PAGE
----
Conservation

Nevada’s Ruby Mountains important for deer and trout

The Ruby Mountains are an important refuge for wildlife in Nevada. The U.S Geological Survey has classified the area as having very low-to-no energy potential. Trout Unlimited photo.

By Pam Harrington

Special places bring people together.

People with fond memories of hunting, fishing, birding, hiking and those with ancestral roots to the Ruby Mountains recently gathered in the northeastern Nevada town of Elko to learn more about an “expression of interest” to drill for oil and gas in 53,000 acres of the storied mountain range.

The meeting was offered by Trout Unlimited and the National Wildlife Federation to gather interested parties in the same room. Tribal leaders of the Te-Moak Tribe were in attendance as were staffers from the offices of Senator Catherine Cortez Masto, Senator Jacky Rosen and Congressman Mark Amodei.

Missing from the historic Dalling Hall that evening was the U.S. Forest Service, which will make the decision to allow or not allow the drilling. Forest Service officials were missing, of course, because of the federal government shutdown.

The Ruby Mountains, sometimes called the Swiss Alps of Nevada, serve as a majestic backdrop to the town of Elko. The largest mule deer herd in Nevada calls the Rubies home and the range plays a role in the longest wildlife migratory corridor in the state.

Many people don’t realize the state fish of Nevada, the Lahontan cutthroat trout, also resides in the streams of the Ruby Mountains. Many more don’t know our state fish has a dubious classification as “threatened”. The clean, cold streams of the Rubies offer a stronghold for these trout.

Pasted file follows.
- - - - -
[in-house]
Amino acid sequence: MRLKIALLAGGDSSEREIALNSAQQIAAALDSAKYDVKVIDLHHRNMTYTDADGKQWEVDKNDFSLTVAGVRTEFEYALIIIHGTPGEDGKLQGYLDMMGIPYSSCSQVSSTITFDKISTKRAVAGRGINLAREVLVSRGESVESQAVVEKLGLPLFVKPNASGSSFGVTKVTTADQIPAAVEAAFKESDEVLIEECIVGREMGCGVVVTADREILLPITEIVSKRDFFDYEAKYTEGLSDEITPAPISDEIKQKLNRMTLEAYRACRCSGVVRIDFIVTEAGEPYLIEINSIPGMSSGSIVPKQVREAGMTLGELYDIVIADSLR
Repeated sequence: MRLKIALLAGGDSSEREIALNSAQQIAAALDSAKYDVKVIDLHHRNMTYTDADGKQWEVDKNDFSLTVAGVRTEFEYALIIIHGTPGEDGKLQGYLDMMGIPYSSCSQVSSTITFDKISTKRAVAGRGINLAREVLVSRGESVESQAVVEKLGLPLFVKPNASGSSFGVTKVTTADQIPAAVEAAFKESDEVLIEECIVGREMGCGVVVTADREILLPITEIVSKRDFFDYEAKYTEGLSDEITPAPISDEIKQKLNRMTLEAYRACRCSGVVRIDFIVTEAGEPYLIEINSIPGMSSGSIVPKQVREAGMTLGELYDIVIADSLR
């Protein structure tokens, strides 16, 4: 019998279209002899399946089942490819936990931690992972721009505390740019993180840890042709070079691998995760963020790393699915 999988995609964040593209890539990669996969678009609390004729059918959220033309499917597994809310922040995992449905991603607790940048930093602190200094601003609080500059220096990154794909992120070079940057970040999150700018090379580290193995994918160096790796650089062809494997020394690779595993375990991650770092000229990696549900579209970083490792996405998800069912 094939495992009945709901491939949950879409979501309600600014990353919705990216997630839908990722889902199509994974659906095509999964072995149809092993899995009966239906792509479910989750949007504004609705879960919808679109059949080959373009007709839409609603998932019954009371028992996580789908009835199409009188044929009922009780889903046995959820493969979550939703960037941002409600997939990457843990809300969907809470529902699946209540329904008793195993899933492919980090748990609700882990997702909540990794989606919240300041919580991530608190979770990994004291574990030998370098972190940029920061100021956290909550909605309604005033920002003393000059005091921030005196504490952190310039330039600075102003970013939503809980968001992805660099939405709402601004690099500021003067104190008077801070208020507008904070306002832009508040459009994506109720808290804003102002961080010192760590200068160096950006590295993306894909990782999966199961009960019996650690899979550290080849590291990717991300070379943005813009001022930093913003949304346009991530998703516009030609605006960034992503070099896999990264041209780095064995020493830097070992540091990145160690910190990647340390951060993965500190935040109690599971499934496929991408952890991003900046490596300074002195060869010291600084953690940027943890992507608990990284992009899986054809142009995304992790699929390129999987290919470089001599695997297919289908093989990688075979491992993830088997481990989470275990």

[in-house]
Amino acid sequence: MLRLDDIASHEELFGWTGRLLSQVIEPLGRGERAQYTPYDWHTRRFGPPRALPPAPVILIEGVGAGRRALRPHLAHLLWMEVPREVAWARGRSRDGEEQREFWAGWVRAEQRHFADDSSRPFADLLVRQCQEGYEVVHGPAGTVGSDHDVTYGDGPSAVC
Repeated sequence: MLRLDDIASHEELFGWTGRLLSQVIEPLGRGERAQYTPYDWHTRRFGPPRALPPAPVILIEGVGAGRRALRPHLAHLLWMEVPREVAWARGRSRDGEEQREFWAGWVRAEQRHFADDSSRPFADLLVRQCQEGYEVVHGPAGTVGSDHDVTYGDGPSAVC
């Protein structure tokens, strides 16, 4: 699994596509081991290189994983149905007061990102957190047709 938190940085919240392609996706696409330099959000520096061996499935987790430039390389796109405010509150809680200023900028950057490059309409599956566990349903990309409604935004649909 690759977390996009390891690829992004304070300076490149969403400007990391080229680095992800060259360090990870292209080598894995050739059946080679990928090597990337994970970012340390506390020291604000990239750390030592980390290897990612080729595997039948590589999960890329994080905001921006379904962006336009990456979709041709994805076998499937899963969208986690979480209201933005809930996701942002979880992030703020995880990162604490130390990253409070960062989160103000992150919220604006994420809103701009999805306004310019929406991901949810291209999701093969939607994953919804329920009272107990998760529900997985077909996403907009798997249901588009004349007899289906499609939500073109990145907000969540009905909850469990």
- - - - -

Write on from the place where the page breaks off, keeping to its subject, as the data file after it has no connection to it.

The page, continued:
The Ruby Mountains remain a stronghold for Lahontan cutthroat trout, the state fish of Nevada. Trout Unlimited photo.

Visitors to the Silver State often include the Ruby Mountains and the 12-mile drive on the Lamoille Canyon Scenic Byway as one of the “must do” places to see in Nevada. The canyon was wracked by a wildfire in 2018, but rehabilitation efforts are underway to restore the landscape.

Nevadans understand resource extraction plays an important role in our state economy and providing jobs for our residents. The U.S. Geological Survey classifies the Ruby Mountains as having very low-to-no energy potential. Expressions of interest to drill for oil and gas are foreign – even more so than the exotic Himalayan Snowcock found on the Rubies.

Mule deer are just one of many species found in the Ruby Mountains. Trout Unlimited photo.

So, we stand together. All that love the Ruby Mountains. We stand together with and for the Te-Moak people. We stand together for the mule deer and the Lahontan cutthroat. Some places should be protected.

We should not jeopardize a critical mule deer migratory corridor with drilling rigs. Lahontan cutthroat are already threatened and should not face contaminated water or dewatering in such an important place.

Pam Harrington is the Nevada Field Director for Trout Unlimited’s Sportsmens Conservation Project. You can reach her at pharrington@tu.org with questions about the Ruby Mountains and other Nevada topics.